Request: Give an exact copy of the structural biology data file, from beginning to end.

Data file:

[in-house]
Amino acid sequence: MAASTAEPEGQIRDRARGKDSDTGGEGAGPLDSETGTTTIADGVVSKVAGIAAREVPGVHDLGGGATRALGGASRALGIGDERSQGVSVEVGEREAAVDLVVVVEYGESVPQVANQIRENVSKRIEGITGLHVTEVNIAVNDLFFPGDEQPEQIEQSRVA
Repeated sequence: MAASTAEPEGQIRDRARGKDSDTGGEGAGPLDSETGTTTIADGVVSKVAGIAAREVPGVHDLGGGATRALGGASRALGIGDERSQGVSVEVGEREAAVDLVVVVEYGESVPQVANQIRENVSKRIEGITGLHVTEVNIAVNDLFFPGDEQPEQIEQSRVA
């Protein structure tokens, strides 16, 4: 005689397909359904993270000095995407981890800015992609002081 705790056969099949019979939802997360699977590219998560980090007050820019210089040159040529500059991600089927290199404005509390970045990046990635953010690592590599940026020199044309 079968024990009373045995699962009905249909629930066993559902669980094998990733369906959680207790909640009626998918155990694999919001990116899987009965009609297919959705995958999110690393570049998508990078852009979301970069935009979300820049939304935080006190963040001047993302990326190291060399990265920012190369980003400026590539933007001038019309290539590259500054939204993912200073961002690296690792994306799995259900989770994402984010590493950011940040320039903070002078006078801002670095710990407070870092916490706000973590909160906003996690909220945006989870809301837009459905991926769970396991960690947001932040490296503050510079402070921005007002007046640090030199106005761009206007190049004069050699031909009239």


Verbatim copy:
[in-house]
Amino acid sequence: MAASTAEPEGQIRDRARGKDSDTGGEGAGPLDSETGTTTIADGVVSKVAGIAAREVPGVHDLGGGATRALGGASRALGIGDERSQGVSVEVGEREAAVDLVVVVEYGESVPQVANQIRENVSKRIEGITGLHVTEVNIAVNDLFFPGDEQPEQIEQSRVA
Repeated sequence: MAASTAEPEGQIRDRARGKDSDTGGEGAGPLDSETGTTTIADGVVSKVAGIAAREVPGVHDLGGGATRALGGASRALGIGDERSQGVSVEVGEREAAVDLVVVVEYGESVPQVANQIRENVSKRIEGITGLHVTEVNIAVNDLFFPGDEQPEQIEQSRVA
């Protein structure tokens, strides 16, 4: 005689397909359904993270000095995407981890800015992609002081 705790056969099949019979939802997360699977590219998560980090007050820019210089040159040529500059991600089927290199404005509390970045990046990635953010690592590599940026020199044309 079968024990009373045995699962009905249909629930066993559902669980094998990733369906959680207790909640009626998918155990694999919001990116899987009965009609297919959705995958999110690393570049998508990078852009979301970069935009979300820049939304935080006190963040001047993302990326190291060399990265920012190369980003400026590539933007001038019309290539590259500054939204993912200073961002690296690792994306799995259900989770994402984010590493950011940040320039903070002078006078801002670095710990407070870092916490706000973590909160906003996690909220945006989870809301837009459905991926769970396991960690947001932040490296503050510079402070921005007002007046640090030199106005761009206007190049004069050699031909009239």